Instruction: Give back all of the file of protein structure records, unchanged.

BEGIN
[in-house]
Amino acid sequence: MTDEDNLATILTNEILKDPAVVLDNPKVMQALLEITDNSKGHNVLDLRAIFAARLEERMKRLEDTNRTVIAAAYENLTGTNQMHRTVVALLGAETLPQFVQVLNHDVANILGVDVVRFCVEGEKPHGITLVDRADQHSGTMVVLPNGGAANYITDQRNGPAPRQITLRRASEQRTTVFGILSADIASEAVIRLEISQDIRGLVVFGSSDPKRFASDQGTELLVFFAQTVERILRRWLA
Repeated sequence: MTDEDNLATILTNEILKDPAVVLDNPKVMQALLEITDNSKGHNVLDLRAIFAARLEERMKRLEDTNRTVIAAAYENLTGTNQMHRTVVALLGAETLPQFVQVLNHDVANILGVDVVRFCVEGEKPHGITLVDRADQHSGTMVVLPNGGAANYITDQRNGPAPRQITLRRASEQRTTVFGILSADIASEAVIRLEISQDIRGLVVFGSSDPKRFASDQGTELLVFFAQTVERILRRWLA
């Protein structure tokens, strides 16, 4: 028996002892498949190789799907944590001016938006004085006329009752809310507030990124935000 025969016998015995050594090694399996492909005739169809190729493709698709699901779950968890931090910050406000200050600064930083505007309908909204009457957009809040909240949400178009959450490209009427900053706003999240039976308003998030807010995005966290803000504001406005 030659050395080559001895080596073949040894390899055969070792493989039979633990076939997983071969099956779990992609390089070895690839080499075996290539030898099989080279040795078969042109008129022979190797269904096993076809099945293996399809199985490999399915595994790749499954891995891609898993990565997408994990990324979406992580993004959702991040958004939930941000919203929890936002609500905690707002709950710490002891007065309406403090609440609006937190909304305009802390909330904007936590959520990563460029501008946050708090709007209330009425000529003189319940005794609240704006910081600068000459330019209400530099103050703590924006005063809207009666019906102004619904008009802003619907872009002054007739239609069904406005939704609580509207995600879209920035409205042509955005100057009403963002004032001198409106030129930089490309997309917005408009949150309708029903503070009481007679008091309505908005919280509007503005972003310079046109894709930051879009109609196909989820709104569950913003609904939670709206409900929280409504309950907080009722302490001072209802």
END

[in-house]
Amino acid sequence: MTDEDNLATILTNEILKDPAVVLDNPKVMQALLEITDNSKGHNVLDLRAIFAARLEERMKRLEDTNRTVIAAAYENLTGTNQMHRTVVALLGAETLPQFVQVLNHDVANILGVDVVRFCVEGEKPHGITLVDRADQHSGTMVVLPNGGAANYITDQRNGPAPRQITLRRASEQRTTVFGILSADIASEAVIRLEISQDIRGLVVFGSSDPKRFASDQGTELLVFFAQTVERILRRWLA
Repeated sequence: MTDEDNLATILTNEILKDPAVVLDNPKVMQALLEITDNSKGHNVLDLRAIFAARLEERMKRLEDTNRTVIAAAYENLTGTNQMHRTVVALLGAETLPQFVQVLNHDVANILGVDVVRFCVEGEKPHGITLVDRADQHSGTMVVLPNGGAANYITDQRNGPAPRQITLRRASEQRTTVFGILSADIASEAVIRLEISQDIRGLVVFGSSDPKRFASDQGTELLVFFAQTVERILRRWLA
């Protein structure tokens, strides 16, 4: 028996002892498949190789799907944590001016938006004085006329009752809310507030990124935000 025969016998015995050594090694399996492909005739169809190729493709698709699901779950968890931090910050406000200050600064930083505007309908909204009457957009809040909240949400178009959450490209009427900053706003999240039976308003998030807010995005966290803000504001406005 030659050395080559001895080596073949040894390899055969070792493989039979633990076939997983071969099956779990992609390089070895690839080499075996290539030898099989080279040795078969042109008129022979190797269904096993076809099945293996399809199985490999399915595994790749499954891995891609898993990565997408994990990324979406992580993004959702991040958004939930941000919203929890936002609500905690707002709950710490002891007065309406403090609440609006937190909304305009802390909330904007936590959520990563460029501008946050708090709007209330009425000529003189319940005794609240704006910081600068000459330019209400530099103050703590924006005063809207009666019906102004619904008009802003619907872009002054007739239609069904406005939704609580509207995600879209920035409205042509955005100057009403963002004032001198409106030129930089490309997309917005408009949150309708029903503070009481007679008091309505908005919280509007503005972003310079046109894709930051879009109609196909989820709104569950913003609904939670709206409900929280409504309950907080009722302490001072209802």